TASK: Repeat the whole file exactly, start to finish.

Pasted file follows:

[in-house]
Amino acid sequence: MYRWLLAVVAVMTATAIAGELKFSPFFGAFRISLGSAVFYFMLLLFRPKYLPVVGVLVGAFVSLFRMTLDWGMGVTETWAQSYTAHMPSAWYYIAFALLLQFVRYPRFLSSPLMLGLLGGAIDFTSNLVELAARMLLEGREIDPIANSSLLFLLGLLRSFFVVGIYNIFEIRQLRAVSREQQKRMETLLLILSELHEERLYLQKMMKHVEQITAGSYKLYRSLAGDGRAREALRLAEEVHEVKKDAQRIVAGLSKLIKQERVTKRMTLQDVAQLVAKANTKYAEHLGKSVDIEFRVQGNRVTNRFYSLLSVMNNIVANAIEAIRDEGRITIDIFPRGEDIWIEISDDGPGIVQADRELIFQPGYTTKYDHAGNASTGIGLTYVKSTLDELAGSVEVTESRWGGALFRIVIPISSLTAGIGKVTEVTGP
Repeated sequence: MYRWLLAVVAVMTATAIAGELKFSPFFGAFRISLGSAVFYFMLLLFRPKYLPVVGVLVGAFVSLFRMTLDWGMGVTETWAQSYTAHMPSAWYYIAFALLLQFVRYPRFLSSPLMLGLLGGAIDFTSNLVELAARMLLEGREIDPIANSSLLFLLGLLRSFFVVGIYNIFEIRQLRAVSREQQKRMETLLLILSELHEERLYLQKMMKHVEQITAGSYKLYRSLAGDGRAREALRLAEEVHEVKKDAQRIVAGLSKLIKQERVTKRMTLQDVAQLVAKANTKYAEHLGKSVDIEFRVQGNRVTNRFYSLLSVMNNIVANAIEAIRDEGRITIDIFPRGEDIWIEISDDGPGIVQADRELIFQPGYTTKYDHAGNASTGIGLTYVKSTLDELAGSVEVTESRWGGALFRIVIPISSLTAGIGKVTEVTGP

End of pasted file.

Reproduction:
[in-house]
Amino acid sequence: MYRWLLAVVAVMTATAIAGELKFSPFFGAFRISLGSAVFYFMLLLFRPKYLPVVGVLVGAFVSLFRMTLDWGMGVTETWAQSYTAHMPSAWYYIAFALLLQFVRYPRFLSSPLMLGLLGGAIDFTSNLVELAARMLLEGREIDPIANSSLLFLLGLLRSFFVVGIYNIFEIRQLRAVSREQQKRMETLLLILSELHEERLYLQKMMKHVEQITAGSYKLYRSLAGDGRAREALRLAEEVHEVKKDAQRIVAGLSKLIKQERVTKRMTLQDVAQLVAKANTKYAEHLGKSVDIEFRVQGNRVTNRFYSLLSVMNNIVANAIEAIRDEGRITIDIFPRGEDIWIEISDDGPGIVQADRELIFQPGYTTKYDHAGNASTGIGLTYVKSTLDELAGSVEVTESRWGGALFRIVIPISSLTAGIGKVTEVTGP
Repeated sequence: MYRWLLAVVAVMTATAIAGELKFSPFFGAFRISLGSAVFYFMLLLFRPKYLPVVGVLVGAFVSLFRMTLDWGMGVTETWAQSYTAHMPSAWYYIAFALLLQFVRYPRFLSSPLMLGLLGGAIDFTSNLVELAARMLLEGREIDPIANSSLLFLLGLLRSFFVVGIYNIFEIRQLRAVSREQQKRMETLLLILSELHEERLYLQKMMKHVEQITAGSYKLYRSLAGDGRAREALRLAEEVHEVKKDAQRIVAGLSKLIKQERVTKRMTLQDVAQLVAKANTKYAEHLGKSVDIEFRVQGNRVTNRFYSLLSVMNNIVANAIEAIRDEGRITIDIFPRGEDIWIEISDDGPGIVQADRELIFQPGYTTKYDHAGNASTGIGLTYVKSTLDELAGSVEVTESRWGGALFRIVIPISSLTAGIGKVTEVTGP